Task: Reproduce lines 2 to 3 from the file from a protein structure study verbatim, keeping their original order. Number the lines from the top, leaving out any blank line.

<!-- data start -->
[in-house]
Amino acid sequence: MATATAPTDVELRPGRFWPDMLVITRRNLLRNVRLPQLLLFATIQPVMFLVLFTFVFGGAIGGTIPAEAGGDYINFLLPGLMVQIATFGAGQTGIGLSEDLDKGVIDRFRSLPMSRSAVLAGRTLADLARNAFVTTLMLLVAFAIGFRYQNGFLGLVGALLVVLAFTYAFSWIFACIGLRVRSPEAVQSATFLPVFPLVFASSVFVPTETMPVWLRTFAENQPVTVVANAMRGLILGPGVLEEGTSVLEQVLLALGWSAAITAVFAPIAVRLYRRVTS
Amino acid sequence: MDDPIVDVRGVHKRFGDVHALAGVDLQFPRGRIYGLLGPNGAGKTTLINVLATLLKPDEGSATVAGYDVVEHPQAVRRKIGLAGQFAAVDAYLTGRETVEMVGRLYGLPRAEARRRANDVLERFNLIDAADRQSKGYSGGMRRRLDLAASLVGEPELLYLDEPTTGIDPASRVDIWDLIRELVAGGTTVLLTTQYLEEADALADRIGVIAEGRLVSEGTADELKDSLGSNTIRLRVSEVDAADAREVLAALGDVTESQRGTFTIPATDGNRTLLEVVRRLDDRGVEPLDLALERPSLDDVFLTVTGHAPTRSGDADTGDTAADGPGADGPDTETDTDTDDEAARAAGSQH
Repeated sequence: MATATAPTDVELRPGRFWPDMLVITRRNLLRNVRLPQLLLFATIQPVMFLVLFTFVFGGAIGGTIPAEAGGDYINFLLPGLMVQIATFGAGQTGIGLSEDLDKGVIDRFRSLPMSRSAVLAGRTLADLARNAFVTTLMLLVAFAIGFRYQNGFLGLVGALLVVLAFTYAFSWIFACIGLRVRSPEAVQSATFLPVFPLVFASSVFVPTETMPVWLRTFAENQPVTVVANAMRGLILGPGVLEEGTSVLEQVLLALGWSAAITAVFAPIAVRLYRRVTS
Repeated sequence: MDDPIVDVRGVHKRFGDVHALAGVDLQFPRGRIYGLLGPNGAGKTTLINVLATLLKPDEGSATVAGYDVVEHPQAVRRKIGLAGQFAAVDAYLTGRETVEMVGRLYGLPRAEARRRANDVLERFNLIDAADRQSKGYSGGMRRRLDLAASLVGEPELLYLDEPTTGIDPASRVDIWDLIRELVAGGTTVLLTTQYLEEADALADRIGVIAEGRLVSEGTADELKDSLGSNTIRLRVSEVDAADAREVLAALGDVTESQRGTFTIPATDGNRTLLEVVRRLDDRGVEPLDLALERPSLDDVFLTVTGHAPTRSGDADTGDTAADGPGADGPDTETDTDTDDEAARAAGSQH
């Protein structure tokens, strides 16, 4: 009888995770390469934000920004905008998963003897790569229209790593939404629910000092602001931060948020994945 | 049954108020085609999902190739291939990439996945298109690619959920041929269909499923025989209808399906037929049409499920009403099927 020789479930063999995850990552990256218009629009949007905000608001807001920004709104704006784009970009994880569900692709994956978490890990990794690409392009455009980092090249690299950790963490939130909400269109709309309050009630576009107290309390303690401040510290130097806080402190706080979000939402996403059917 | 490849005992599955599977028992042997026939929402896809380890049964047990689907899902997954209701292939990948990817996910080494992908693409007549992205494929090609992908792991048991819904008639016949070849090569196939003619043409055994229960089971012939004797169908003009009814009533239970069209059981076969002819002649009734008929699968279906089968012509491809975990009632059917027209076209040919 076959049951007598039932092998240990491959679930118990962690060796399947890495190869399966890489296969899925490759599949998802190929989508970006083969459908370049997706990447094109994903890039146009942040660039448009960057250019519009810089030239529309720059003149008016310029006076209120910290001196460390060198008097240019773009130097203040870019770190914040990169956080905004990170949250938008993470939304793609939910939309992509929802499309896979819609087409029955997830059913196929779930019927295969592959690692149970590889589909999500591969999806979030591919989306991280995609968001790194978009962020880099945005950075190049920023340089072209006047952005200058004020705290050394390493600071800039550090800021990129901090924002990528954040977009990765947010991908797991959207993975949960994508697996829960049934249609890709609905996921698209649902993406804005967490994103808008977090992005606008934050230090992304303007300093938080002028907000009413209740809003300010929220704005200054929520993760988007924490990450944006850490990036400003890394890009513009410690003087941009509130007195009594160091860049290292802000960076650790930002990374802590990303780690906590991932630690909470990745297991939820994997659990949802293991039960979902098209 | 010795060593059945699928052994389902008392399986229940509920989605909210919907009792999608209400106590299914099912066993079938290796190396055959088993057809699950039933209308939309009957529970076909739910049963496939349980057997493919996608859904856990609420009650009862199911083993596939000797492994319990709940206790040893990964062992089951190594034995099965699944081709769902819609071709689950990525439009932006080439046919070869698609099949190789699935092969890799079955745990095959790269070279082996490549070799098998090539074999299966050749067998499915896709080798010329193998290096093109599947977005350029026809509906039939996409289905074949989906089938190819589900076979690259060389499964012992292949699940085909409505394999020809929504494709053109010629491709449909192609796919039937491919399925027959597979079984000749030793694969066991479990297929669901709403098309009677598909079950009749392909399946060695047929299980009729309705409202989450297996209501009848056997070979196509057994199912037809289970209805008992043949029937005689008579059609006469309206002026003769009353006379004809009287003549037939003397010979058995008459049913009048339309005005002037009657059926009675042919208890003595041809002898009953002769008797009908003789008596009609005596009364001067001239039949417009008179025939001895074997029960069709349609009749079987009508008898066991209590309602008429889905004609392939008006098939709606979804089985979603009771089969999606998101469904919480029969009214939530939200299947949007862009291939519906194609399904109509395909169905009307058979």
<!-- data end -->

Amino acid sequence: MATATAPTDVELRPGRFWPDMLVITRRNLLRNVRLPQLLLFATIQPVMFLVLFTFVFGGAIGGTIPAEAGGDYINFLLPGLMVQIATFGAGQTGIGLSEDLDKGVIDRFRSLPMSRSAVLAGRTLADLARNAFVTTLMLLVAFAIGFRYQNGFLGLVGALLVVLAFTYAFSWIFACIGLRVRSPEAVQSATFLPVFPLVFASSVFVPTETMPVWLRTFAENQPVTVVANAMRGLILGPGVLEEGTSVLEQVLLALGWSAAITAVFAPIAVRLYRRVTS
Amino acid sequence: MDDPIVDVRGVHKRFGDVHALAGVDLQFPRGRIYGLLGPNGAGKTTLINVLATLLKPDEGSATVAGYDVVEHPQAVRRKIGLAGQFAAVDAYLTGRETVEMVGRLYGLPRAEARRRANDVLERFNLIDAADRQSKGYSGGMRRRLDLAASLVGEPELLYLDEPTTGIDPASRVDIWDLIRELVAGGTTVLLTTQYLEEADALADRIGVIAEGRLVSEGTADELKDSLGSNTIRLRVSEVDAADAREVLAALGDVTESQRGTFTIPATDGNRTLLEVVRRLDDRGVEPLDLALERPSLDDVFLTVTGHAPTRSGDADTGDTAADGPGADGPDTETDTDTDDEAARAAGSQH